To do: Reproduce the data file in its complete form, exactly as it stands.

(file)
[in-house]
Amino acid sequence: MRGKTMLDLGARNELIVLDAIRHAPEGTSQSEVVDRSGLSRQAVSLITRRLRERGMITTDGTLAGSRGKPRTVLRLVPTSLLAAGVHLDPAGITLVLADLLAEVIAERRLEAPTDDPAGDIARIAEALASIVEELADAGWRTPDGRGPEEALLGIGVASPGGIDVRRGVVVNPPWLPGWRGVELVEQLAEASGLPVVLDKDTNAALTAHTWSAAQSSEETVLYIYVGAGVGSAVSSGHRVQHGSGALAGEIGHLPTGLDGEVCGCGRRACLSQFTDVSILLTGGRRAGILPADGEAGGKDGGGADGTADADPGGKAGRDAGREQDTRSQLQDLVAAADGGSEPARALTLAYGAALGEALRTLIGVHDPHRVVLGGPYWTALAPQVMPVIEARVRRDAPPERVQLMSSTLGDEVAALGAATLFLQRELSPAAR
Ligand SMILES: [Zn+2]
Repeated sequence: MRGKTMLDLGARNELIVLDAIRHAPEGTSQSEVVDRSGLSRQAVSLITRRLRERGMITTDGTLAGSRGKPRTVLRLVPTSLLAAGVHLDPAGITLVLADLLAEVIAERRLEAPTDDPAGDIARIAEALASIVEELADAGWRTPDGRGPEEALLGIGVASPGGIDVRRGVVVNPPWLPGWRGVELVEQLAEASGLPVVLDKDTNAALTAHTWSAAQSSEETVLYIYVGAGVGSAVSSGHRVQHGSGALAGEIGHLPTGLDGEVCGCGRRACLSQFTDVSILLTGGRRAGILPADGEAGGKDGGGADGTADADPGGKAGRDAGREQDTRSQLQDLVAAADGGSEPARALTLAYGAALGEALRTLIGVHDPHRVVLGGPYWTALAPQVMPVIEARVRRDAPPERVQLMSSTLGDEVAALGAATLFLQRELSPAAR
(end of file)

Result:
[in-house]
Amino acid sequence: MRGKTMLDLGARNELIVLDAIRHAPEGTSQSEVVDRSGLSRQAVSLITRRLRERGMITTDGTLAGSRGKPRTVLRLVPTSLLAAGVHLDPAGITLVLADLLAEVIAERRLEAPTDDPAGDIARIAEALASIVEELADAGWRTPDGRGPEEALLGIGVASPGGIDVRRGVVVNPPWLPGWRGVELVEQLAEASGLPVVLDKDTNAALTAHTWSAAQSSEETVLYIYVGAGVGSAVSSGHRVQHGSGALAGEIGHLPTGLDGEVCGCGRRACLSQFTDVSILLTGGRRAGILPADGEAGGKDGGGADGTADADPGGKAGRDAGREQDTRSQLQDLVAAADGGSEPARALTLAYGAALGEALRTLIGVHDPHRVVLGGPYWTALAPQVMPVIEARVRRDAPPERVQLMSSTLGDEVAALGAATLFLQRELSPAAR
Ligand SMILES: [Zn+2]
Repeated sequence: MRGKTMLDLGARNELIVLDAIRHAPEGTSQSEVVDRSGLSRQAVSLITRRLRERGMITTDGTLAGSRGKPRTVLRLVPTSLLAAGVHLDPAGITLVLADLLAEVIAERRLEAPTDDPAGDIARIAEALASIVEELADAGWRTPDGRGPEEALLGIGVASPGGIDVRRGVVVNPPWLPGWRGVELVEQLAEASGLPVVLDKDTNAALTAHTWSAAQSSEETVLYIYVGAGVGSAVSSGHRVQHGSGALAGEIGHLPTGLDGEVCGCGRRACLSQFTDVSILLTGGRRAGILPADGEAGGKDGGGADGTADADPGGKAGRDAGREQDTRSQLQDLVAAADGGSEPARALTLAYGAALGEALRTLIGVHDPHRVVLGGPYWTALAPQVMPVIEARVRRDAPPERVQLMSSTLGDEVAALGAATLFLQRELSPAAR